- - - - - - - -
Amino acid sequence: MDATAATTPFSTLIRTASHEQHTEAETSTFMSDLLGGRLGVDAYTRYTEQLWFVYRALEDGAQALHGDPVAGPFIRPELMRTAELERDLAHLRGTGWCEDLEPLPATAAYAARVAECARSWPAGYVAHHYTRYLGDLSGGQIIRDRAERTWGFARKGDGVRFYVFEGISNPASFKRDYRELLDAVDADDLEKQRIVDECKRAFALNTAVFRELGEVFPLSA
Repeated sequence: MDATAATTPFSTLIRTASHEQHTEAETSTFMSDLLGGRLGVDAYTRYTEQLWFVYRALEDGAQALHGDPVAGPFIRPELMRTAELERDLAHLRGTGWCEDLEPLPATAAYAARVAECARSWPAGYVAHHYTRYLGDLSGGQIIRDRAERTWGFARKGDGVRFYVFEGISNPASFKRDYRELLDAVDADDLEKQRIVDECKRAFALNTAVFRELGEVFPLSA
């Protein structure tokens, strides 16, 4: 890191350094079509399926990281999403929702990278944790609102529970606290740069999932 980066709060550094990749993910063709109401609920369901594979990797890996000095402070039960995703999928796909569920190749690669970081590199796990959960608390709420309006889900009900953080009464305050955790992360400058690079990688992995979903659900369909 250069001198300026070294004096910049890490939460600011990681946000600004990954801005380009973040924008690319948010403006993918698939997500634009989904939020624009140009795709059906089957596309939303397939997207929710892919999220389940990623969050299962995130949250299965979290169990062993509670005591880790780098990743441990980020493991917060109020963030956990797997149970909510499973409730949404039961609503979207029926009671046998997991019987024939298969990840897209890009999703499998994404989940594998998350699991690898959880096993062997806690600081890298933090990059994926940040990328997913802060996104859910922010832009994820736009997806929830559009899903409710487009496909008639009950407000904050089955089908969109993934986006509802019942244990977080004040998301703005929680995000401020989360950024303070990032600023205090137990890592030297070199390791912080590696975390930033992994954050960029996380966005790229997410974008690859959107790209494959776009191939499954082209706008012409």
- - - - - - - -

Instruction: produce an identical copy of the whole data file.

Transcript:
Amino acid sequence: MDATAATTPFSTLIRTASHEQHTEAETSTFMSDLLGGRLGVDAYTRYTEQLWFVYRALEDGAQALHGDPVAGPFIRPELMRTAELERDLAHLRGTGWCEDLEPLPATAAYAARVAECARSWPAGYVAHHYTRYLGDLSGGQIIRDRAERTWGFARKGDGVRFYVFEGISNPASFKRDYRELLDAVDADDLEKQRIVDECKRAFALNTAVFRELGEVFPLSA
Repeated sequence: MDATAATTPFSTLIRTASHEQHTEAETSTFMSDLLGGRLGVDAYTRYTEQLWFVYRALEDGAQALHGDPVAGPFIRPELMRTAELERDLAHLRGTGWCEDLEPLPATAAYAARVAECARSWPAGYVAHHYTRYLGDLSGGQIIRDRAERTWGFARKGDGVRFYVFEGISNPASFKRDYRELLDAVDADDLEKQRIVDECKRAFALNTAVFRELGEVFPLSA
């Protein structure tokens, strides 16, 4: 890191350094079509399926990281999403929702990278944790609102529970606290740069999932 980066709060550094990749993910063709109401609920369901594979990797890996000095402070039960995703999928796909569920190749690669970081590199796990959960608390709420309006889900009900953080009464305050955790992360400058690079990688992995979903659900369909 250069001198300026070294004096910049890490939460600011990681946000600004990954801005380009973040924008690319948010403006993918698939997500634009989904939020624009140009795709059906089957596309939303397939997207929710892919999220389940990623969050299962995130949250299965979290169990062993509670005591880790780098990743441990980020493991917060109020963030956990797997149970909510499973409730949404039961609503979207029926009671046998997991019987024939298969990840897209890009999703499998994404989940594998998350699991690898959880096993062997806690600081890298933090990059994926940040990328997913802060996104859910922010832009994820736009997806929830559009899903409710487009496909008639009950407000904050089955089908969109993934986006509802019942244990977080004040998301703005929680995000401020989360950024303070990032600023205090137990890592030297070199390791912080590696975390930033992994954050960029996380966005790229997410974008690859959107790209494959776009191939499954082209706008012409």